Mid-Life Cycling

Mid-Life Cycling

09 February 2011

Out Again And Iced

Yesterday I rode my bike to work for the first time in nearly a month.  The day started with light rain that ended just as I was about to set off.  The 42 F (6C) temperature was milder than it's been most of this winter.  And, as if I could perform some sort of meteorological manipualtion, the skies began to clear as I began to pedal.  By the time I got within a few blocks of my main job, I was pedaling under sunshine.


And the day grew brighter--but colder.  Early in the afternoon, when I rode to my second job, the temperature had dropped enough for me to notice the wind, which was stiffening, through the sleeves of the sweater I wore under my down vest.


(Interestingly, after I parked my bike, one of the security guards asked whether I was cold.  "And how do you ride in that skirt?," she wondered.  I surprised her when I said that I don't feel cold as much below my waist as I do above it.)


All the way to my second job, I didn't see any ice in the streets.  I saw occasional patches of slush that looked like soot-flavored (as if there were such a thing) Slush Puppies.  They presented no problem, especially with the cyclocross-treaded tires I'd mounted on Marianela.


But when I got to my second job, parking was a bit of a problem:




This is the same bike rack that was full--and in which I saw a Pinarello--every time I rode there during the fall.   So I locked my bike to the fence surrounding the campus.


After my classes there, I rode back to my main job for a meeting with a student.  By that time, the temperature had dropped by at least 20 degrees (F).  Luckily, I didn't encounter ice.  After that meeting (which lasted about half an hour), I started to pedal home. About three miles into a ten-mile trip, I  managed to ride down a street that was glazing with ice.  If I were in the country, I probably would have continued riding.  However, I was near the Queens County Courthouse, and a station of the E and F subway lines.  And, by that time, I was pedaling (with a fixed gear) into a wind that, I would find out later, was blowing at 20 to 25 mph.  Plus, I had a dinner date and didn't want to be late!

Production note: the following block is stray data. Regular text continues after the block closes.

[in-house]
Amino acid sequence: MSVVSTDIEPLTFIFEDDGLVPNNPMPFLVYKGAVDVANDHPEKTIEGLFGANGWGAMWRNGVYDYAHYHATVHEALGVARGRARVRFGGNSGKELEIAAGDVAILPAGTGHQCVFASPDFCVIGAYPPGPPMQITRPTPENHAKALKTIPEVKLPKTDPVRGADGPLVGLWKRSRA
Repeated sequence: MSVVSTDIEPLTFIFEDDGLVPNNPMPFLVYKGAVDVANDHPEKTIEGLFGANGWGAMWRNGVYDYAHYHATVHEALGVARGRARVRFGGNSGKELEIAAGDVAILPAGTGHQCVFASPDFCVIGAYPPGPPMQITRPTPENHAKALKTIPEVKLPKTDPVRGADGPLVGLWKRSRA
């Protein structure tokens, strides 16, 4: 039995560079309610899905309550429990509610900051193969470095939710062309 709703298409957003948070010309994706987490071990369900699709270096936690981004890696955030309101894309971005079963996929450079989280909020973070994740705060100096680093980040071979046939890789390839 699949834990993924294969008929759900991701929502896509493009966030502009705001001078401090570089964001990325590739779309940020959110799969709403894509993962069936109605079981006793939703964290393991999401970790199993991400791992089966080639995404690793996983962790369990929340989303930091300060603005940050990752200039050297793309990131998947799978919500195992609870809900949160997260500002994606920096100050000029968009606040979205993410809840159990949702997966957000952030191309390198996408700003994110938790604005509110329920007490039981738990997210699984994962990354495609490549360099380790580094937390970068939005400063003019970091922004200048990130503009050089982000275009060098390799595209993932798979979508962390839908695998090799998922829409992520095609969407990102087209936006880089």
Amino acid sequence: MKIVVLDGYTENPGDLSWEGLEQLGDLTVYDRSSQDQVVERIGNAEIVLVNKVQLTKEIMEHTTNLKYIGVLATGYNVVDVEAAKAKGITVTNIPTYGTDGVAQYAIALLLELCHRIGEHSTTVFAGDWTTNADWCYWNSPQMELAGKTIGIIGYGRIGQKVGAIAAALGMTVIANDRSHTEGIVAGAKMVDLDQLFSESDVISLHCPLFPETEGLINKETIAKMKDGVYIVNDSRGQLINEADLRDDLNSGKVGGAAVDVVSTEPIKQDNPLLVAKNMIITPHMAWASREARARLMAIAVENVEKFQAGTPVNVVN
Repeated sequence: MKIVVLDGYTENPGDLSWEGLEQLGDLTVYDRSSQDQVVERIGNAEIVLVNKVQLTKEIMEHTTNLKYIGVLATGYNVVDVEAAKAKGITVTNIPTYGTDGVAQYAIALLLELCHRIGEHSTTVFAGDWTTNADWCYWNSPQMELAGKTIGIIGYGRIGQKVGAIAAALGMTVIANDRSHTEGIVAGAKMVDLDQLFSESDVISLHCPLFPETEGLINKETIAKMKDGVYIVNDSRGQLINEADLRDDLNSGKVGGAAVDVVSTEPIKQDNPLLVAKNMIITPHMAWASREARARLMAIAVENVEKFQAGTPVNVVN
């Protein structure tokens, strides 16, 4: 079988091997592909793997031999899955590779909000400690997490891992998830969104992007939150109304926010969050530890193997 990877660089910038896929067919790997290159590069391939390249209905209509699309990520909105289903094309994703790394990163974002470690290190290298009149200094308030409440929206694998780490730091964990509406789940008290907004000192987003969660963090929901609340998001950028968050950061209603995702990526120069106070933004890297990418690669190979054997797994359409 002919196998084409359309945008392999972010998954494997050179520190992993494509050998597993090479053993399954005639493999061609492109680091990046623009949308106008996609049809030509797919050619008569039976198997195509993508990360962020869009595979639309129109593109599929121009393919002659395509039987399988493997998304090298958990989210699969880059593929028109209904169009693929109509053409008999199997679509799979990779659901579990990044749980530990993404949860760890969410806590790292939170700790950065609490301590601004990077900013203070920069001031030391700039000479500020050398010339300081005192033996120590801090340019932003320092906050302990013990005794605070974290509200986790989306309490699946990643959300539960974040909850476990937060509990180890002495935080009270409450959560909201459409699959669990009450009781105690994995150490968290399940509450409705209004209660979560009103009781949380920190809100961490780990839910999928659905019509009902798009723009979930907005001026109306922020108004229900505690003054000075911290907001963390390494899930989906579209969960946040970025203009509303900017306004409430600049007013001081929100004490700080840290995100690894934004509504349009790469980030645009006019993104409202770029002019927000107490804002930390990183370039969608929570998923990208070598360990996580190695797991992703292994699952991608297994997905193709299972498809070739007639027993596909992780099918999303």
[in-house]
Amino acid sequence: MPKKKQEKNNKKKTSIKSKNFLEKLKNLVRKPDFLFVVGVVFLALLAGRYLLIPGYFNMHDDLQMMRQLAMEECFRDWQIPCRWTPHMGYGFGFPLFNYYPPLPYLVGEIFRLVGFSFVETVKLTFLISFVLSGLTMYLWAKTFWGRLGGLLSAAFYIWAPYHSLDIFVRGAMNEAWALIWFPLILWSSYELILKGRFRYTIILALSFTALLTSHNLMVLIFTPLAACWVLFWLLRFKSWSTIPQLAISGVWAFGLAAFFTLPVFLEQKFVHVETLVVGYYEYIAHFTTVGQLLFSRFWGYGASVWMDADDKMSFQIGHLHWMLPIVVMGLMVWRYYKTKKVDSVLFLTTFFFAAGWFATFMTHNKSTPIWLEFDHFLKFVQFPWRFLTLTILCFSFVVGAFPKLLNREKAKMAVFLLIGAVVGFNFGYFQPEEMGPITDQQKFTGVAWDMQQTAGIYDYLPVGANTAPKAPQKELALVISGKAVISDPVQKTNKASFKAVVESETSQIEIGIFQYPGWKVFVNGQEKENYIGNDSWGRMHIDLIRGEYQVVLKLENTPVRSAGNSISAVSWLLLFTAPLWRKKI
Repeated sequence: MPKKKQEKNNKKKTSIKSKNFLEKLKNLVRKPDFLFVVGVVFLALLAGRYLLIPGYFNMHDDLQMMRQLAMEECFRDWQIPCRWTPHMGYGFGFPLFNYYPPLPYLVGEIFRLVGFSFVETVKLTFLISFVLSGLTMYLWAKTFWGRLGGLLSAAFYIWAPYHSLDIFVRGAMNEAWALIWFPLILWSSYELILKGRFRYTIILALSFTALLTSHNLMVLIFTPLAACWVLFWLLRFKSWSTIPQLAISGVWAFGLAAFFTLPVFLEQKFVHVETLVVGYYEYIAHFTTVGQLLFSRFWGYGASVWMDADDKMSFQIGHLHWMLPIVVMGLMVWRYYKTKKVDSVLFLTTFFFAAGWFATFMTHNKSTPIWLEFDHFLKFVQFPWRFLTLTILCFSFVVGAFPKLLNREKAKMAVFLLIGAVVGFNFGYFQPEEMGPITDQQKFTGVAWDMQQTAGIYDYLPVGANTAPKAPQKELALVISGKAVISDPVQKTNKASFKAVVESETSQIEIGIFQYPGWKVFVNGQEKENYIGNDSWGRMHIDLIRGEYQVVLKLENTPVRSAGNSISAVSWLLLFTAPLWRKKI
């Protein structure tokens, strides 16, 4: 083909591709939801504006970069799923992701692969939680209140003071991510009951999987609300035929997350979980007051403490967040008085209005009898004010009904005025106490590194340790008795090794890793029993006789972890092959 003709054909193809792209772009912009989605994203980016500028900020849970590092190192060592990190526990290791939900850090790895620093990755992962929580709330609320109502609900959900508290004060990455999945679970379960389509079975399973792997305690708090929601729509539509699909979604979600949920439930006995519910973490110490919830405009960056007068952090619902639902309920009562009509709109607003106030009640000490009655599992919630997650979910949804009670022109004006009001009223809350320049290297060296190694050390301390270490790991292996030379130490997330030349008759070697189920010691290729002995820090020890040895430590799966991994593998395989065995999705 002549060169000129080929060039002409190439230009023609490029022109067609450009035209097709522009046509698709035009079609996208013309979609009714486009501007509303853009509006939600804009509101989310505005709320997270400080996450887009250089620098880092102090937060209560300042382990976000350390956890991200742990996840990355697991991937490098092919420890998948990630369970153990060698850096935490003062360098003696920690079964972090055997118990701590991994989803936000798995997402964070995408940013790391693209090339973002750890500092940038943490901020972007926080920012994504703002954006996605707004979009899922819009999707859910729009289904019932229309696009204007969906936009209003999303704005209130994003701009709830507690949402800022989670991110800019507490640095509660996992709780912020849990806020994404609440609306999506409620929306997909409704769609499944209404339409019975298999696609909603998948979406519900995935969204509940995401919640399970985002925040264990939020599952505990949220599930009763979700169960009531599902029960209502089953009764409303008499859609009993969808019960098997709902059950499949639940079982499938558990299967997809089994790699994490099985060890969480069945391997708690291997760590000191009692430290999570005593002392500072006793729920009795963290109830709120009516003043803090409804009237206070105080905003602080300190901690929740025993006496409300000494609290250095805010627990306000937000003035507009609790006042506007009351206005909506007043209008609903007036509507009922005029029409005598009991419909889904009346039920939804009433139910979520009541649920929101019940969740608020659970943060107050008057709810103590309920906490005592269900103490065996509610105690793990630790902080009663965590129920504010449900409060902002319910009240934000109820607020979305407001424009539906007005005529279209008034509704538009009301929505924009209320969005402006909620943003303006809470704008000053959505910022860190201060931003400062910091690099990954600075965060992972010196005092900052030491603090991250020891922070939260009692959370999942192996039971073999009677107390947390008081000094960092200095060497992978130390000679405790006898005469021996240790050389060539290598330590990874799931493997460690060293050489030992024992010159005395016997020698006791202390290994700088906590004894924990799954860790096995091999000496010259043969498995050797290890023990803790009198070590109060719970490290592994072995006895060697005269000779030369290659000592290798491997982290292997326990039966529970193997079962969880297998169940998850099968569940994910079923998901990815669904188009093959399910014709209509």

3 comments:

  1. Why is it that legs stay warm while toes get cold? Last time I checked, they were all part of the same appendage and the blood goes through all of it...

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  2. You're amazing!! I don't think I could have done that. My fingers and toes are always the first to go numb, but I never considered the above the waist/below the waist factor. Hmm . . .

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  3. Steve: I think that toes get cold because they are smaller and thus have smaller blood vessels. That's also why fingers get cold before hands and arms. (That's what happens to me, anyway.)

    Cherilyn: I don't know why we get colder above the waist than below. I noticed it years ago, and other cyclists I've known have commented on it. But nobody seemed to know why it was so.

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